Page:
Connecticut Attorney General Richard Blumenthal is questioning why up to $400 million in federal bailout money is going to the big three credit rating agencies that he says helped create the economic meltdown.
Blumenthal said Monday that he is investigating why a $1 trillion government bailout program designed to unfreeze the credit markets steers money to Moody’s, Fitch and Standard & Poor’s and shuts out their six smaller competitors.
He said the companies may have violated antitrust laws, and he alleged they overrated toxic assets before the meltdown.
“The net result here is that up to $400 million in fees will be showered on the same ratings agencies whose mistaken ratings and inflated ratings led to the economic crisis,” Blumenthal said. “It is another reward for failure.”
Blumenthal said he subpoenaed the companies for documents last week and asked Federal Reserve Chairman Ben Bernanke in a letter sent Monday to revise the bailout program to stop favoring the three rating agencies.
The program, created by the Federal Reserve and the Treasury Department, is called the Term Asset-Backed Securities Loan Facility.
It provides loans to big investors and companies to buy newly issued securities backed by consumer debt, stimulating lending for auto, education, credit card and other loans.
The program starts by providing up to $200 billion in financing to investors, such as hedge funds, private equity funds and mutual funds, to buy up the debt. It has the potential to generate up to $1 trillion in lending.
Blumenthal said the program requires financial institutions to have new securities rated by two or more “major nationally recognized statistical rating agencies.” He said Moody’s, Fitch and Standard & Poor’s are the only raters that meet the criteria.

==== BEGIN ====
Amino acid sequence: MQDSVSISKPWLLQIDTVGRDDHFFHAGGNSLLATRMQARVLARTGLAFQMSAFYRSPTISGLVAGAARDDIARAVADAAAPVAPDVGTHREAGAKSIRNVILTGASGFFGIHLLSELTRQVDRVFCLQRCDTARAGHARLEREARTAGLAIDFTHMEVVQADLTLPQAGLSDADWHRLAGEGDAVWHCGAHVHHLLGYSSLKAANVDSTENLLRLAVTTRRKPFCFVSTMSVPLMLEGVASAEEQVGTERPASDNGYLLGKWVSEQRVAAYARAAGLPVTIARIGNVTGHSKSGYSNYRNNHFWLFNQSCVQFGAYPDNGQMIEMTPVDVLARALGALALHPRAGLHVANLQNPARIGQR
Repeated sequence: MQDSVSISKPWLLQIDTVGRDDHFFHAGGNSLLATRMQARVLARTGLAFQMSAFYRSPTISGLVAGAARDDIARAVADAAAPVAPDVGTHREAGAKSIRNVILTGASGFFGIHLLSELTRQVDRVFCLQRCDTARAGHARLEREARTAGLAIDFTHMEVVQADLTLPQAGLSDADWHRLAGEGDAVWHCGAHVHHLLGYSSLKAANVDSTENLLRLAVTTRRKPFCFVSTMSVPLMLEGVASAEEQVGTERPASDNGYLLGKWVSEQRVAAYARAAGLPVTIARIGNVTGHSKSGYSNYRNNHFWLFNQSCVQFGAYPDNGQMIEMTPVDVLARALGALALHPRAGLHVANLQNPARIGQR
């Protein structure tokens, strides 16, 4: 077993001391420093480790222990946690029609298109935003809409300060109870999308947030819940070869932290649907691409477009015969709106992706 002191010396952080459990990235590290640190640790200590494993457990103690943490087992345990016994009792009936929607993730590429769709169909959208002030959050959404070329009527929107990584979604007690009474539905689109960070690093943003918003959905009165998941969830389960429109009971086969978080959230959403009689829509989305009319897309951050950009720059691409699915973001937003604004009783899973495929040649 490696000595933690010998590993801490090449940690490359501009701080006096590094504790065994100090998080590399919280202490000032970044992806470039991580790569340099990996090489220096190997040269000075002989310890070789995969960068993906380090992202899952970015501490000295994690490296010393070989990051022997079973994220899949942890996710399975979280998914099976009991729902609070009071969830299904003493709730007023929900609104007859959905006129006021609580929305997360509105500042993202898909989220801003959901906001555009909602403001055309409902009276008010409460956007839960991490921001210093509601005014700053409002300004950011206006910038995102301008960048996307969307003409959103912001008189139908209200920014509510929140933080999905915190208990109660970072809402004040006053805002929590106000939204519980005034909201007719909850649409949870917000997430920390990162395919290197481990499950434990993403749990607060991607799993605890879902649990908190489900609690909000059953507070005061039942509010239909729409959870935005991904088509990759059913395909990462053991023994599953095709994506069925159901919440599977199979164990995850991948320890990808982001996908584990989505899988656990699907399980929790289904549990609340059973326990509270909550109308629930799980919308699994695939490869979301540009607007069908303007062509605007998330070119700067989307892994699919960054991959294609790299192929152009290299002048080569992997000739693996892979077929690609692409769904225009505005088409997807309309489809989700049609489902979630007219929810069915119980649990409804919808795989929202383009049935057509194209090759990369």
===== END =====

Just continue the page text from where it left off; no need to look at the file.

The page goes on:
Spokesmen for Fitch and Standard & Poor’s said they were reviewing Blumenthal’s comments and would provide responses later Monday. A message was left for Moody’s.
A message was also left for a Federal Reserve spokesman.
Blumenthal’s new actions expand his existing antitrust investigation of the three rating agencies. He sued the firms last July, alleging they gave artificially low credit ratings to cities and towns that ultimately cost taxpayers millions of dollars in unnecessary insurance and higher interest payments.
The three firms have denied those allegations and said the lawsuit is without merit.
Blumenthal said the three agencies have become an “old boys’ club” on Wall Street and their monopoly must be broken up.
“The Fed is strengthening and entrenching the stronghold held by the Big 3,” he said.
Securities and Exchange Commission Chairman Mary Schapiro said last month that the SEC may need to ask Congress for broader authority to supervise the Wall Street credit-rating agencies. Schapiro has suggested the SEC should explore ways to diminish the market’s dependence on ratings by the big agencies. The three firms dominate the $5 billion-a-year industry.
The SEC was given new authority over them in 2006 legislation, but Schapiro has said she isn’t sure whether it’s enough.
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